* France needs to trim 30 bln euros from deficit
* Tax rises on rich clear way for austerity drive
* Cuts contrast with drive for growth pledge
By Catherine Bremer and Daniel Flynn
PARIS, June 21 (Reuters) - France’s Socialists plan unpopular welfare and civil service job cuts next year in an effort to trim up to 30 billion euros from the deficit, calculating that tax rises on the rich will convince the less well off to accept their share of the pain.
President Francois Hollande won election last month promising to rescue the nation’s finances and persuade a sceptical Germany that growth, not austerity, was the key to reviving the troubled euro zone’s economy.
Hollande considered delaying compliance with the European Union’s 3 percent deficit rule but is now resigned to meeting the 2013 target, officials say, to avoid unsettling jittery debt markets and alienating Berlin as he pushes for 120 billion euro zone stimulus package.
For 2012, Hollande believes he can rely mainly on tax increases to raise the 10 billion euros needed to cut the deficit below a target of 4.5 percent of gross domestic product.
But to meet the much tougher ceiling next year, Hollande will have to touch the sacred cow of state spending, the highest level in Europe at around 56 percent of GDP.
Prime Minister Jean-Marc Ayrault will outline the government’s strategy to parliament on July 3 but advisors say his deliberations are focused on cuts to the state health insurance scheme, local government and all but the core ministries of justice, education and the interior.
Citing a Budget Ministry source, Le Figaro newspaper reported on Thursday that staffing in non-priority ministries would be cut by 2.5 percent next year and running costs by 10 percent. The state could also slash subsidies in sectors like agriculture and the arts, it reported.
Labour Minister Michel Sapin said staff cuts in some ministries would be offset by hirings in priority areas such as education - Hollande has pledged to hire 60,000 new teachers over his five year term.
“There won’t be a overall reduction in the number of civil servants,” Sapin told Europe 1 radio, saying the government would disclose exact figures in the coming weeks.
A convincing win in Sunday’s parliamentary elections gave Hollande’s Socialists a free hand to adjust the 2012 budget and France’s three-year spending plan over the coming weeks. The government is widely expected to use an audit of the state’s finances in early July to justify spending cuts.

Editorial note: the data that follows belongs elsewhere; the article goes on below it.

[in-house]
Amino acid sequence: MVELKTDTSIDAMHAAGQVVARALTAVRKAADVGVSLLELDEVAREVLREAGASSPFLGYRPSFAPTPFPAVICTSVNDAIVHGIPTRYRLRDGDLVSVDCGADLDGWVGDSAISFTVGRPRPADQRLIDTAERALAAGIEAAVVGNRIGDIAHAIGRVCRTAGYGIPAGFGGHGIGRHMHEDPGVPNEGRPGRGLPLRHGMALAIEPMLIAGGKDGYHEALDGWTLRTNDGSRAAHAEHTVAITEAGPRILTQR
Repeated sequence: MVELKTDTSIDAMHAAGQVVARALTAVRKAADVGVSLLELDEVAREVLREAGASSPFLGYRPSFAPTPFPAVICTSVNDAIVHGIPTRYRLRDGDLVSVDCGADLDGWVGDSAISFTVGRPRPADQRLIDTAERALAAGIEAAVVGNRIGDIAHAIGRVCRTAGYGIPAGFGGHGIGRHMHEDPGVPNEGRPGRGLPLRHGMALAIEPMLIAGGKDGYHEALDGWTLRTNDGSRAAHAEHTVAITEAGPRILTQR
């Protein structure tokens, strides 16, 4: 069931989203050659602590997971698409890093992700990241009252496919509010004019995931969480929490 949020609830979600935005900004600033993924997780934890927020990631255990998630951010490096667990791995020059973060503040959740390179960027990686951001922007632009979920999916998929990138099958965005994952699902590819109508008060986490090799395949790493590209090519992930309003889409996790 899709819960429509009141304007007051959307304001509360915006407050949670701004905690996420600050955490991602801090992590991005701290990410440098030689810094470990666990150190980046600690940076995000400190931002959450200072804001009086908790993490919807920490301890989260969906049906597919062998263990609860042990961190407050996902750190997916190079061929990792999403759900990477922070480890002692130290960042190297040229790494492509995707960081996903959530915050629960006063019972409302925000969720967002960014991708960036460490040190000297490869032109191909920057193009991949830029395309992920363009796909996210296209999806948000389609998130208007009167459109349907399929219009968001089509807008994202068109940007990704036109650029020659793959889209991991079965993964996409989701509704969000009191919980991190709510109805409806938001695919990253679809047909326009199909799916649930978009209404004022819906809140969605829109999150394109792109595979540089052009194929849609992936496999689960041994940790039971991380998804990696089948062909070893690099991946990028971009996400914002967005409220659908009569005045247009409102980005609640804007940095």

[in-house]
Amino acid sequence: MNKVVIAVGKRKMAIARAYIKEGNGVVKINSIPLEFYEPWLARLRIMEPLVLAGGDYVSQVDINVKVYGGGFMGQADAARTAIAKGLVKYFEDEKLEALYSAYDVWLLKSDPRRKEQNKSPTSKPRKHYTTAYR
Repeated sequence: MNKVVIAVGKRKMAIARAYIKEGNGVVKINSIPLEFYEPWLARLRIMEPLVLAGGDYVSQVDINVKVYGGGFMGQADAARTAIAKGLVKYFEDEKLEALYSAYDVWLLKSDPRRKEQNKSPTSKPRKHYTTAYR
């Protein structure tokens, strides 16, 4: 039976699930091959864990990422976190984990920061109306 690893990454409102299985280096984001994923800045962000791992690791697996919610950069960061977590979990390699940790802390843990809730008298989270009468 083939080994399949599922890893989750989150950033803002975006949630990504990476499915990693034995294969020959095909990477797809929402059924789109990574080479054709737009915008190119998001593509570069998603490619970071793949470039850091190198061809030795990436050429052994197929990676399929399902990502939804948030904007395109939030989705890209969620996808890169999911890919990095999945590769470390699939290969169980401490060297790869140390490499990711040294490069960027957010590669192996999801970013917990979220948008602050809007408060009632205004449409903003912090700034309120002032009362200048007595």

“Hollande’s advantage is that he has the legitimacy to push through a certain number of reforms,” said economist Elie Cohen, a member of an informal group that advises Hollande.
Since taking office in mid-May, Hollande has slashed his and his ministers’ salaries by 30 percent, shunned the presidential jet in favour of the train where possible and remained in his Paris apartment rather than moving into the Elysee Palace.
His more austere personal style - a sharp contrast with his predecessor Nicolas Sarkozy, who was popularly perceived as a defender of the rich - was symbolised by his promise to tax at 75 percent earnings of more than 1 million euros a year.
“He was smart to start by target ting the wealthy and by having the government set the example. Now he is going to start sounding some unpleasant truths and explaining that everybody will need to make an effort,” Cohen said.
Hollande’s finance team says this year’s budget targets can be met without resorting to the sort of painful austerity cuts seen in Greece or Spain.
Hollande plans for this year include an increase of corporation tax for large companies, a surcharge on energy and banking firms, higher inheritance and wealth taxes, and the abolition of a tax exemption on overtime.
However, reducing France’s deficit to 3 percent of GDP next year would mean the spending cuts and the new tax regime would have to generate 20-30 billion euros, depending on how much the economy grows.
The current official growth target of 1.7 percent for next year on which the previous government based its budget is considered wildly optimistic by most economists.
“Avoiding a budget overshoot this year and coming up with a budget that meets existing fiscal targets is crucial,” said BNP Paribas analyst Dominique Barbet. “We think it is doable. But changes are needed and we expect some tough budgetary tweaking.”
Hollande will need to persuade credit ratings agencies his budget-pruning is credible. Moody’s and Fitch have France on negative outlook after Standard & Poor’s made history by removing its triple-A rating on Europe’s No. 2 economy in January.